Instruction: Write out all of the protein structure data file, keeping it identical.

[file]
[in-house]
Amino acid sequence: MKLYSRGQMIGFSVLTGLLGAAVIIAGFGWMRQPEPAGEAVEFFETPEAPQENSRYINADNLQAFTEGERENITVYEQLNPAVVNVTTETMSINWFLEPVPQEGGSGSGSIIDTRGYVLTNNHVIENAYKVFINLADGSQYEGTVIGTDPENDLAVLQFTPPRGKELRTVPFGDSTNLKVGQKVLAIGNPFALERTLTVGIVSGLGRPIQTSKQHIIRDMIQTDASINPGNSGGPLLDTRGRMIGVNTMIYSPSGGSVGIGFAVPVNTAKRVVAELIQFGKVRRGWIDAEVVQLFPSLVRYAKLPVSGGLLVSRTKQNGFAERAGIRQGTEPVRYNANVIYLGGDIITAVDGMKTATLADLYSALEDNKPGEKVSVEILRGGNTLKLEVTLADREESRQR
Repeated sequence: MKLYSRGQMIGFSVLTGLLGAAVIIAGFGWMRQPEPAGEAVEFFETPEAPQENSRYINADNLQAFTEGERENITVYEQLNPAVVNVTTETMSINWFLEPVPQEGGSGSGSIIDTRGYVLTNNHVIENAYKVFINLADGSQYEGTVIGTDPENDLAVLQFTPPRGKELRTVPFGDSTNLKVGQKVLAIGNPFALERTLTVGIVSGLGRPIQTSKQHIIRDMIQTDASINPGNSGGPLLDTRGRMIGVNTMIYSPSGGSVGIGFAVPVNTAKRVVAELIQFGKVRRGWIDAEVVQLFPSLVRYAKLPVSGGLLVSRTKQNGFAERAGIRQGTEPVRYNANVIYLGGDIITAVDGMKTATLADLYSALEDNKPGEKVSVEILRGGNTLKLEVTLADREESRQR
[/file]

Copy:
[in-house]
Amino acid sequence: MKLYSRGQMIGFSVLTGLLGAAVIIAGFGWMRQPEPAGEAVEFFETPEAPQENSRYINADNLQAFTEGERENITVYEQLNPAVVNVTTETMSINWFLEPVPQEGGSGSGSIIDTRGYVLTNNHVIENAYKVFINLADGSQYEGTVIGTDPENDLAVLQFTPPRGKELRTVPFGDSTNLKVGQKVLAIGNPFALERTLTVGIVSGLGRPIQTSKQHIIRDMIQTDASINPGNSGGPLLDTRGRMIGVNTMIYSPSGGSVGIGFAVPVNTAKRVVAELIQFGKVRRGWIDAEVVQLFPSLVRYAKLPVSGGLLVSRTKQNGFAERAGIRQGTEPVRYNANVIYLGGDIITAVDGMKTATLADLYSALEDNKPGEKVSVEILRGGNTLKLEVTLADREESRQR
Repeated sequence: MKLYSRGQMIGFSVLTGLLGAAVIIAGFGWMRQPEPAGEAVEFFETPEAPQENSRYINADNLQAFTEGERENITVYEQLNPAVVNVTTETMSINWFLEPVPQEGGSGSGSIIDTRGYVLTNNHVIENAYKVFINLADGSQYEGTVIGTDPENDLAVLQFTPPRGKELRTVPFGDSTNLKVGQKVLAIGNPFALERTLTVGIVSGLGRPIQTSKQHIIRDMIQTDASINPGNSGGPLLDTRGRMIGVNTMIYSPSGGSVGIGFAVPVNTAKRVVAELIQFGKVRRGWIDAEVVQLFPSLVRYAKLPVSGGLLVSRTKQNGFAERAGIRQGTEPVRYNANVIYLGGDIITAVDGMKTATLADLYSALEDNKPGEKVSVEILRGGNTLKLEVTLADREESRQR